In the 1930s, France built a trench network called the Maginot Line to rebuff any invasion. The philosophy was simple: if you map out all the places an enemy can attack, and lay down a lot of men and fortifications at those places, you can rebuff any attack. The problem is, you can't map every possible avenue for attack.
What does this have to do with IT security? Today many business owners install an antivirus program as their Maginot Line and call it a day. However there are many ways to get into a network that circumvent antivirus software.
Hackers are creating viruses faster than antivirus programs can recognise them (about 100,000 new virus types are released daily), and professional cybercriminals will often test their creations against all commercially available platforms before releasing them onto the net.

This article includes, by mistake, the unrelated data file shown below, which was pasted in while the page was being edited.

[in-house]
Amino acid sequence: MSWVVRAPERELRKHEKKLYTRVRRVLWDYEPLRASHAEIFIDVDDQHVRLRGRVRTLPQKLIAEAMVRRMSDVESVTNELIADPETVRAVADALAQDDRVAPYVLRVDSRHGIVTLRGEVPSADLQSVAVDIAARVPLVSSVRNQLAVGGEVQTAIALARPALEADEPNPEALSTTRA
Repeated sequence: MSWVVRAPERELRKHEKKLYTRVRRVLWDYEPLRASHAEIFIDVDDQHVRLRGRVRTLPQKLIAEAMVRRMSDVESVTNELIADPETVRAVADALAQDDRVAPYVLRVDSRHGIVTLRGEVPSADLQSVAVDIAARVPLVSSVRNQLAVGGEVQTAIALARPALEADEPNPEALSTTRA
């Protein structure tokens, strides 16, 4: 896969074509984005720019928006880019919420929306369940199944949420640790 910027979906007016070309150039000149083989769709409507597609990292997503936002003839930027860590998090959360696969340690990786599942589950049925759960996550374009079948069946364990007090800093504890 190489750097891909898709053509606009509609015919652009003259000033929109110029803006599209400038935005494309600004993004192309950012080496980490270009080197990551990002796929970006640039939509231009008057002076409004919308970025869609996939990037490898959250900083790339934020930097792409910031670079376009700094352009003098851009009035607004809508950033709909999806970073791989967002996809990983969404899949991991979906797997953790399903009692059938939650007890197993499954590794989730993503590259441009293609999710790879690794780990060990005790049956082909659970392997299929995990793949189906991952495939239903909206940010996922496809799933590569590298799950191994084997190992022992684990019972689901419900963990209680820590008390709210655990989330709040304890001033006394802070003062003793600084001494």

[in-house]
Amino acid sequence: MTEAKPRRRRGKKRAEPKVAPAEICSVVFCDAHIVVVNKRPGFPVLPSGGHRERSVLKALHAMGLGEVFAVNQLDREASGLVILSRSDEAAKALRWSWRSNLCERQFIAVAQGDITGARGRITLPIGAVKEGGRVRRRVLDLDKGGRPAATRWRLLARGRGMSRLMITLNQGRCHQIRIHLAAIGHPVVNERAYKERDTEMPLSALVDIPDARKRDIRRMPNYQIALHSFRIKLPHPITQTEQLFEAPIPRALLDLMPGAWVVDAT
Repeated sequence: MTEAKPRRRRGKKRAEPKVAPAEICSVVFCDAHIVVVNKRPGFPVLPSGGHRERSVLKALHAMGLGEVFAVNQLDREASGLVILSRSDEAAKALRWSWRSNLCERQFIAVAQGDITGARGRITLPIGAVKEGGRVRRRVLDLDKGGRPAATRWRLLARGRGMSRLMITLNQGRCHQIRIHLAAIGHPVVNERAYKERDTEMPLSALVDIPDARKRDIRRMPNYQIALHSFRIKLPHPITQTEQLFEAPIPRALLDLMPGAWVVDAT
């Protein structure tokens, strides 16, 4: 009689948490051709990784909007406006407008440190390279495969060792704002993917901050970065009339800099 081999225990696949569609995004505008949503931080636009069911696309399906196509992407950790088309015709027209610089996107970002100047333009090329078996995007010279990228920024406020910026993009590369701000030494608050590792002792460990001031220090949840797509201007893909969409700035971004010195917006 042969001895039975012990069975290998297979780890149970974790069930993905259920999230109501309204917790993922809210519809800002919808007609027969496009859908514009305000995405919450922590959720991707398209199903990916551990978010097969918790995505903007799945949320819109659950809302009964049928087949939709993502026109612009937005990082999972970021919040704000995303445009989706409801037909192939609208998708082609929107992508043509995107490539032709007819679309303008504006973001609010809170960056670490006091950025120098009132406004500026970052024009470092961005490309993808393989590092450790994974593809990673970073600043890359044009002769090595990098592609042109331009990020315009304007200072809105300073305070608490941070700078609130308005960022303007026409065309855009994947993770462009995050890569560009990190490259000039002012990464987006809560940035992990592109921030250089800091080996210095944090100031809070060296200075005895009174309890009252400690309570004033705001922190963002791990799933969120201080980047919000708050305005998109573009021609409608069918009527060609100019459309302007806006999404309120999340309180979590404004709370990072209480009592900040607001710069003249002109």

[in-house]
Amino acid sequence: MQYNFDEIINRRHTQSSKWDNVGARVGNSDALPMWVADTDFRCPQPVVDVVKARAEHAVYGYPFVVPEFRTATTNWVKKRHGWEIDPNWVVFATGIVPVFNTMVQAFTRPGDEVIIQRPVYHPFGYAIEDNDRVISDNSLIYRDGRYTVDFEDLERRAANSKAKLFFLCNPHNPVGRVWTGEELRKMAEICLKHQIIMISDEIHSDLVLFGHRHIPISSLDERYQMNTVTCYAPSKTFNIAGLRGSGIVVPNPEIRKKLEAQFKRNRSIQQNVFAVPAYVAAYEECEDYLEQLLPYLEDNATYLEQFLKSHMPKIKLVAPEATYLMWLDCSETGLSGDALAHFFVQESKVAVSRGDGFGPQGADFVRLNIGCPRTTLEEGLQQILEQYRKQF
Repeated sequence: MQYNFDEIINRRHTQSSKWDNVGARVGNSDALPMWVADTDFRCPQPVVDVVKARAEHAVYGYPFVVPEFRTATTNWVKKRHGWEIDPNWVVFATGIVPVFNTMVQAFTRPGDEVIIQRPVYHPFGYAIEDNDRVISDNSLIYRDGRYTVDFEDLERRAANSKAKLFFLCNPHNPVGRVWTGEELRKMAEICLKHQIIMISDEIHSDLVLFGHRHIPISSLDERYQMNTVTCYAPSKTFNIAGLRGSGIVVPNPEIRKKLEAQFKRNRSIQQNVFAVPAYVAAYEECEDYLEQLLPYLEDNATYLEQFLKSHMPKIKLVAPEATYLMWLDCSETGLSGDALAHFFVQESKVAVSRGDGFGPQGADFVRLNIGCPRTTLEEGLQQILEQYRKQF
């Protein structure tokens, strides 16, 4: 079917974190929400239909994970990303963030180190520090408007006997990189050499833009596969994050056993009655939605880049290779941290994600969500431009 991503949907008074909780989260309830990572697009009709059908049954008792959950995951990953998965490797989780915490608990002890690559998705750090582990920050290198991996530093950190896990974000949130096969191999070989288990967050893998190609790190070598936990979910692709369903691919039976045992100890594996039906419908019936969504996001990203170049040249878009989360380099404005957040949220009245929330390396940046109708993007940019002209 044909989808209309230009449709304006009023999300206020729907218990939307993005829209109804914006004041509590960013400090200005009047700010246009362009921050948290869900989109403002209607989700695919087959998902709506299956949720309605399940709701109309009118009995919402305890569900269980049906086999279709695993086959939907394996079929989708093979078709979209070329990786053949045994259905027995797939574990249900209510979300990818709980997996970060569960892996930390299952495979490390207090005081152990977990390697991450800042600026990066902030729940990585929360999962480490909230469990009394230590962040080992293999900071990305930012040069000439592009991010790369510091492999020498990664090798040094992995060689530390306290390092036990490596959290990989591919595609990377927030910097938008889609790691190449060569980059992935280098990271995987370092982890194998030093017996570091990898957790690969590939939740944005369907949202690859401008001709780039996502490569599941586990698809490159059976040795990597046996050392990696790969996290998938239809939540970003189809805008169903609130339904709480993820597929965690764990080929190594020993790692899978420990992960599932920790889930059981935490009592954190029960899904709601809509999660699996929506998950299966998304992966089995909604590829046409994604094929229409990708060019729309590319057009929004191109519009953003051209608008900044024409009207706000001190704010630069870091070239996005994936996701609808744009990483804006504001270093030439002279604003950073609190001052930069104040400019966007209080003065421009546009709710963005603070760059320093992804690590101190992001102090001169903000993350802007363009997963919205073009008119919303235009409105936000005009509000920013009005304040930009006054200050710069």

Even if you had a perfect antivirus program that could detect and stop every single threat, there are many attacks that circumvent antivirus programs entirely. For example, if a hacker can get an employee to click on a compromised email or website, or "brute force guess" a weak password, all the antivirus software in the world won't help you.
There several vulnerabilities a hacker can target: the physical layer, the human layer, the network layer, and the mobile layer. You need a defense plan that will allow you to quickly notice and respond to breaches at each level.
The physical layer refers to the computers and devices that you have in your office. This is the easiest layer to defend, but is exploited surprisingly often.
Here are a few examples:
For the physical layer, you need to:
Next time in Part II, we will talk about the human and network layers of security.